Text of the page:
Letting yourself become consumed by priority disputes is one of the biggest mistakes that a scientist or inventor can make. While creators and discoverers should seek proper credit for their achievements, it’s important to recognize the most effective ways of securing credit, and to avoid getting caught up in prolonged public spats.
Many disputes arise when a scientist or inventor suggests an idea to someone who then builds on it, acquiring wealth and fame as a result. A good example is the 17th century argument between Robert Hooke and Isaac Newton. Hooke protested that he was first to describe the forces that determine the orbital motion of planets and that Newton failed to recognize his contribution in his great book, Principia.
There is compelling evidence that Hooke was first to suggest the ideas, because Newton acknowledged the fact in private correspondence. However, it was Newton who produced and published a comprehensive theory, and Hooke freely admitted that Newton took the ideas much further than he had considered.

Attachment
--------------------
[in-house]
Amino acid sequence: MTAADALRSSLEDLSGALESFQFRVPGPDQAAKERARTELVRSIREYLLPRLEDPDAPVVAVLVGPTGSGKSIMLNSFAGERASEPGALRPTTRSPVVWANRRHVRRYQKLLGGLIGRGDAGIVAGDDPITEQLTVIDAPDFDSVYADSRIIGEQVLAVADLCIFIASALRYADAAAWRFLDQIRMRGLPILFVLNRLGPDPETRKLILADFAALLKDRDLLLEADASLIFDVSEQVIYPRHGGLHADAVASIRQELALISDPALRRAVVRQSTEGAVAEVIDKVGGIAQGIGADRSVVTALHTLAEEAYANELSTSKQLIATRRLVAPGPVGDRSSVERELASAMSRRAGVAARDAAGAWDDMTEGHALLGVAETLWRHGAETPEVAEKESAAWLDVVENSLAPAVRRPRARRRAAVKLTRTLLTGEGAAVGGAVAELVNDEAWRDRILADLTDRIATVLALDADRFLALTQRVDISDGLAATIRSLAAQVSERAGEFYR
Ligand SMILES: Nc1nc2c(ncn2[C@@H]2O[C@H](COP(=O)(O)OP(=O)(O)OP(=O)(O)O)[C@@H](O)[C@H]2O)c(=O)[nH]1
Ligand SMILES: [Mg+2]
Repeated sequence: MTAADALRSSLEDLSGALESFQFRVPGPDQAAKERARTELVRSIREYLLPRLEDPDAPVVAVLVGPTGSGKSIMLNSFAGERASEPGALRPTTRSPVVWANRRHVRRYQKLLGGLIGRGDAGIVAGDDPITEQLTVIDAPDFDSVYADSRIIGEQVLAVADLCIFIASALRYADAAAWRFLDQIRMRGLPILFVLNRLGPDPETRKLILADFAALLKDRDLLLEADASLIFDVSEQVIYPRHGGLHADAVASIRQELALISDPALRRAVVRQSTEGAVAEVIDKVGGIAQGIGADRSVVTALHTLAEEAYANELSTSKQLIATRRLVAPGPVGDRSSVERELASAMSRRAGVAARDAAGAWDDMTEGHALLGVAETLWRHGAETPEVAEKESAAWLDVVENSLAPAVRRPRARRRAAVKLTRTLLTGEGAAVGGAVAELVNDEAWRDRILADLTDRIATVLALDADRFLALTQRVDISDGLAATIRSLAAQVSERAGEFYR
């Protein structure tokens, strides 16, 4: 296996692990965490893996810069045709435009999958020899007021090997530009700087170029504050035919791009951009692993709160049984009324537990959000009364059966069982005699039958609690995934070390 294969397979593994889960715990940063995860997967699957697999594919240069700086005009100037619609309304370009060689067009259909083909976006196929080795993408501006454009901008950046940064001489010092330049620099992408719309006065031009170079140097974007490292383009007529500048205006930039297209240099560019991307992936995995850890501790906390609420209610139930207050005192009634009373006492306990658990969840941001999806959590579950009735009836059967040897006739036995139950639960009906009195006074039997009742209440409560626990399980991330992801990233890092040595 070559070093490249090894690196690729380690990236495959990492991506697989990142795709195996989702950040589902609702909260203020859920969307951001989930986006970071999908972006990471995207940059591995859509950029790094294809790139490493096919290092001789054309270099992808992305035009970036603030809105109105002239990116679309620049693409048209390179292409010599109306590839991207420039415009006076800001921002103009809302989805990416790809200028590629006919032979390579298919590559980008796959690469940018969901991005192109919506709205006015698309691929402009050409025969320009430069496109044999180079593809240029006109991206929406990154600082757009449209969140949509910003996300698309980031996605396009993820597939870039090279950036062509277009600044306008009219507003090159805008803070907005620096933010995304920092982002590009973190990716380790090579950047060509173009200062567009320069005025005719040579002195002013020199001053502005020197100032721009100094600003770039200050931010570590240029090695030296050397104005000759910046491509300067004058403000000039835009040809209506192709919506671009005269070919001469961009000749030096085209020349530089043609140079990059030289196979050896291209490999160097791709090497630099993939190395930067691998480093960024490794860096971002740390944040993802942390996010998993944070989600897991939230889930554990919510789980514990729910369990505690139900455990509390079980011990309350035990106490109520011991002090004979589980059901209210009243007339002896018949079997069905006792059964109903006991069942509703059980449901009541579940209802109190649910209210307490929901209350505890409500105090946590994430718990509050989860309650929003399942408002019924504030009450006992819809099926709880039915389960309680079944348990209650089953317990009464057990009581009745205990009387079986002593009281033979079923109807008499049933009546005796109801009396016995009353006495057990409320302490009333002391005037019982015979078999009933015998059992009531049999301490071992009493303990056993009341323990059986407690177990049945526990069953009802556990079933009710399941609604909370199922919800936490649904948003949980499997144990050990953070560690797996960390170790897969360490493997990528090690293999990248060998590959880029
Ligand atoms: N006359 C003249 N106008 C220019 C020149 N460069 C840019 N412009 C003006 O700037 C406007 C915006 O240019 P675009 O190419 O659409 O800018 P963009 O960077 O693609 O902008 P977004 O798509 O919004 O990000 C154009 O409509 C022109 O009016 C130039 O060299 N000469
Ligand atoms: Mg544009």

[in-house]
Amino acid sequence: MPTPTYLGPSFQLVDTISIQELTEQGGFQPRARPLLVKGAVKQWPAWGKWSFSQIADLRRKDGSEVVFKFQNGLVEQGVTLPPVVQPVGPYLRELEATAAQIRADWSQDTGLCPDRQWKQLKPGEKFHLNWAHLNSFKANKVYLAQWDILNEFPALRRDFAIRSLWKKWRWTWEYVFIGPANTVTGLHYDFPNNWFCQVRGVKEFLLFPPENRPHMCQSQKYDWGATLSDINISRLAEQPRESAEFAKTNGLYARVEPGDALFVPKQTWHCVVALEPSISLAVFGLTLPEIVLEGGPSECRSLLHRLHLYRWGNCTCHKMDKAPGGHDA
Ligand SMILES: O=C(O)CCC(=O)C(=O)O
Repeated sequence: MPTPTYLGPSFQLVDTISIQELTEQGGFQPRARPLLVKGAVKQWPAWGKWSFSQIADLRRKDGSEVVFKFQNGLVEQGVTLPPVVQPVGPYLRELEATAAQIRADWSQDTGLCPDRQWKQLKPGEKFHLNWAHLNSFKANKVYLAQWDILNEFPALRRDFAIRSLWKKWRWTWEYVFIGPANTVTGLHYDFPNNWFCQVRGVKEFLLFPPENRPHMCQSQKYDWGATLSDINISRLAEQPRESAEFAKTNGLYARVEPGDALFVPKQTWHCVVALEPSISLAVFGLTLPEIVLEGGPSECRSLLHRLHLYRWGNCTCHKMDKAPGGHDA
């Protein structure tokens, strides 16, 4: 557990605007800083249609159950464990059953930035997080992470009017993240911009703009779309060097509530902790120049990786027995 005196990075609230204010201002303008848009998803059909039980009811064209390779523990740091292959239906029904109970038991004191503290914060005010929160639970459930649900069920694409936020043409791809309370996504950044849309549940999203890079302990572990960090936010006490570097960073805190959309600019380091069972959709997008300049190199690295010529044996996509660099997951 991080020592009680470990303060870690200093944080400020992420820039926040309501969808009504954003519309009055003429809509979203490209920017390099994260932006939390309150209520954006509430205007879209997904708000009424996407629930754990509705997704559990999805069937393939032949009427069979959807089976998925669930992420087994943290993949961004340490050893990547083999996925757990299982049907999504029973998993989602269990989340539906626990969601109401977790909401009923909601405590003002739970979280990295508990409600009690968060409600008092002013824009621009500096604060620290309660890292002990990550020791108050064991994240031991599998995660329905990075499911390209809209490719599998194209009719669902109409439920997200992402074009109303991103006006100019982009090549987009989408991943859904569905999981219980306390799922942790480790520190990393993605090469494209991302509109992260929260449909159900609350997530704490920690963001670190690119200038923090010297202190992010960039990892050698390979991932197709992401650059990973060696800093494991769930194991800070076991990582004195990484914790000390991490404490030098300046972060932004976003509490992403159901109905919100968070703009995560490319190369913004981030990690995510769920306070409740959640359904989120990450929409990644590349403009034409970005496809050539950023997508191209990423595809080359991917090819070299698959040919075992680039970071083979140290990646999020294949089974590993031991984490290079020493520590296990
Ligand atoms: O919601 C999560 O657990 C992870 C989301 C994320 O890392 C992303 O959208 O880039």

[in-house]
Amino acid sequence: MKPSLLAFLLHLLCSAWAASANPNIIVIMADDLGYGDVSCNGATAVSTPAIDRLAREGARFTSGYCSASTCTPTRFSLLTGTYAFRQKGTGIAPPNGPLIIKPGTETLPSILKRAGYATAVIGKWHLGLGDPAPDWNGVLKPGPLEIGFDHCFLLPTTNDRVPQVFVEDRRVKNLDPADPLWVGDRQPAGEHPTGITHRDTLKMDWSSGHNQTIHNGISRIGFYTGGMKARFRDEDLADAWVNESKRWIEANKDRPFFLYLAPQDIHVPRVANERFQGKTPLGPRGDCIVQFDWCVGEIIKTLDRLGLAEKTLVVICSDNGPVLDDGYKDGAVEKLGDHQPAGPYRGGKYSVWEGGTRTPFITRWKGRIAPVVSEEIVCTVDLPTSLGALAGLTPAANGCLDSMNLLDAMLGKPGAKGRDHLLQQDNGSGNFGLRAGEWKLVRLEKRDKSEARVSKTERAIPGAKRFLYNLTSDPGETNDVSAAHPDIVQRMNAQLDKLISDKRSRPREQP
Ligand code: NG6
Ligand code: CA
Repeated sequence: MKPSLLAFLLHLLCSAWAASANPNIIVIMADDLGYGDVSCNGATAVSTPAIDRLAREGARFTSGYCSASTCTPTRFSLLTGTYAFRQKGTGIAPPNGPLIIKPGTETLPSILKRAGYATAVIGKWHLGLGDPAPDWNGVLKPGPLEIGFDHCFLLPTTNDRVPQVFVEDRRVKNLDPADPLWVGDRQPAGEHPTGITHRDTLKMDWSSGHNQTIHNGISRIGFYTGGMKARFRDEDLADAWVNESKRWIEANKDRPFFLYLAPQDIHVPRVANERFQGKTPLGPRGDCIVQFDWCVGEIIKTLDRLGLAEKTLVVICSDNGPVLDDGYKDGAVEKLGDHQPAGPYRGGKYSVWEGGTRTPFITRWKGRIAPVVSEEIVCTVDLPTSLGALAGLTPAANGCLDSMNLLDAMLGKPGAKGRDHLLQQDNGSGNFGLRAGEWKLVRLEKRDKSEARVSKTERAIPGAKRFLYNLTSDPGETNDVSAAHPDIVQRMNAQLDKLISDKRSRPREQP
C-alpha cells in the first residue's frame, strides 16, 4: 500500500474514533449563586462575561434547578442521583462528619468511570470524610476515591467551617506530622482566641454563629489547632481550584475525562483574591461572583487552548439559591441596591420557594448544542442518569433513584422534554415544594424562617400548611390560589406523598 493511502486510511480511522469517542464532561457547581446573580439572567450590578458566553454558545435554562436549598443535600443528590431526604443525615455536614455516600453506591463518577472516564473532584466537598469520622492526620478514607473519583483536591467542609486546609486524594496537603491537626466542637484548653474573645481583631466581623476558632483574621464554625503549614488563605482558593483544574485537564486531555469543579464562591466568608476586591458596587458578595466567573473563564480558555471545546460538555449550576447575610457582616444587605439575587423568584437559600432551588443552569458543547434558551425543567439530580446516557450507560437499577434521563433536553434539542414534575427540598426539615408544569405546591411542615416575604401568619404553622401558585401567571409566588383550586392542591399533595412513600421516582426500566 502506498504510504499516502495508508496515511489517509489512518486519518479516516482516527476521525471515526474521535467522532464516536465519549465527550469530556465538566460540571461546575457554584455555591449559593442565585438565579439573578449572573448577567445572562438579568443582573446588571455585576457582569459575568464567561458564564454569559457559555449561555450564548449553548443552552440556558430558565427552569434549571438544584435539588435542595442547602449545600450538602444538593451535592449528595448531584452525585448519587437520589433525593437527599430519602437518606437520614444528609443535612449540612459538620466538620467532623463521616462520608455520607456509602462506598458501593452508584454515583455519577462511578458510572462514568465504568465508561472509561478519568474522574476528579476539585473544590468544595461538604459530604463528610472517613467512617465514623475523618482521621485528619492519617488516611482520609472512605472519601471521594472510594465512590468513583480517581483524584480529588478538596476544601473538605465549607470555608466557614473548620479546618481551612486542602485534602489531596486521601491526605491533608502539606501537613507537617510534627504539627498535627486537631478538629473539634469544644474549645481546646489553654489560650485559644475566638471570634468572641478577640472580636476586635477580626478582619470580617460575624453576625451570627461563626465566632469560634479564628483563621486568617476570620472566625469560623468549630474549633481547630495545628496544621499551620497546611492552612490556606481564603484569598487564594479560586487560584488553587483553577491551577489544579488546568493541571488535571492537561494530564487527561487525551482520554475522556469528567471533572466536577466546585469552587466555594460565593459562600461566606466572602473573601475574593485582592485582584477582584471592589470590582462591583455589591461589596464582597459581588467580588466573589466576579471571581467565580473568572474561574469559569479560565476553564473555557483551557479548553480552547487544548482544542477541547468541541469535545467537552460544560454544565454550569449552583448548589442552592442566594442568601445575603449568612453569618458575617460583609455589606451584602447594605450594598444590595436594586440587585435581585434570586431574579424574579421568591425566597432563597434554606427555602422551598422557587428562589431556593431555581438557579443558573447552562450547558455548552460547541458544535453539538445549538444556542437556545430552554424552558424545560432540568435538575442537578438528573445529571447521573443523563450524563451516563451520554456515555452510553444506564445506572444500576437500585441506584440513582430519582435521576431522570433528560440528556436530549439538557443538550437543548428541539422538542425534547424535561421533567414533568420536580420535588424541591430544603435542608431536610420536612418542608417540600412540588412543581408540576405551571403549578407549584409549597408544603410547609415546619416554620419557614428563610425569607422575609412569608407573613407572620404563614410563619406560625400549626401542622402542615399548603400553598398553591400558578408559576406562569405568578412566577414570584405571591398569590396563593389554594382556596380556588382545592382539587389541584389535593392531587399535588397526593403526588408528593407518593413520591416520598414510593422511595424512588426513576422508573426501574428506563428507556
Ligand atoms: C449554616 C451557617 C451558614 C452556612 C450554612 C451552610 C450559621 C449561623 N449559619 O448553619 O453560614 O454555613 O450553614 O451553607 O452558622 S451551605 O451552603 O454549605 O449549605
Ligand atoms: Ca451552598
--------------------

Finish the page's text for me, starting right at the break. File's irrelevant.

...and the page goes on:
Hooke’s position was weak. The best he could have hoped for was an acknowledgment from Newton. However, Hooke was in some ways his own worst enemy, publicly and aggressively challenging some of Newton's other ideas. It’s understandable that Newton lost whatever sympathy he had for Hooke’s claim based on Hooke’s subsequent behavior.
The lesson of history is that it is not enough to be first to propose an idea. The greatest credit goes to those who conduct a thorough study and either publish their findings or produce an invention based on those findings. To wit, history rightly favors those who do something with ideas.
Hooke only made matters worse by continuing to argue his case. His lobbying efforts must have made colleagues uncomfortable—given that most probably wanted to maintain friendly relations with both men. Hooke was a prolific scientist; what he should have done was be sure to follow through the next time he had a good idea. (In fact, Hooke made a habit of jumping from one line of inquiry to another, and rarely carried any through to completion.)
There have been many similar cases throughout history. There comes a time when the plaintiff needs to let go. Being first is not the only determining factor. When Marcel Gley publicly protested that he and not Frederick Banting was first to discover insulin, Oscar Minkowski replied “I know just how you feel. I could also have kicked myself for not having discovered insulin, when I realize how close I came to it.”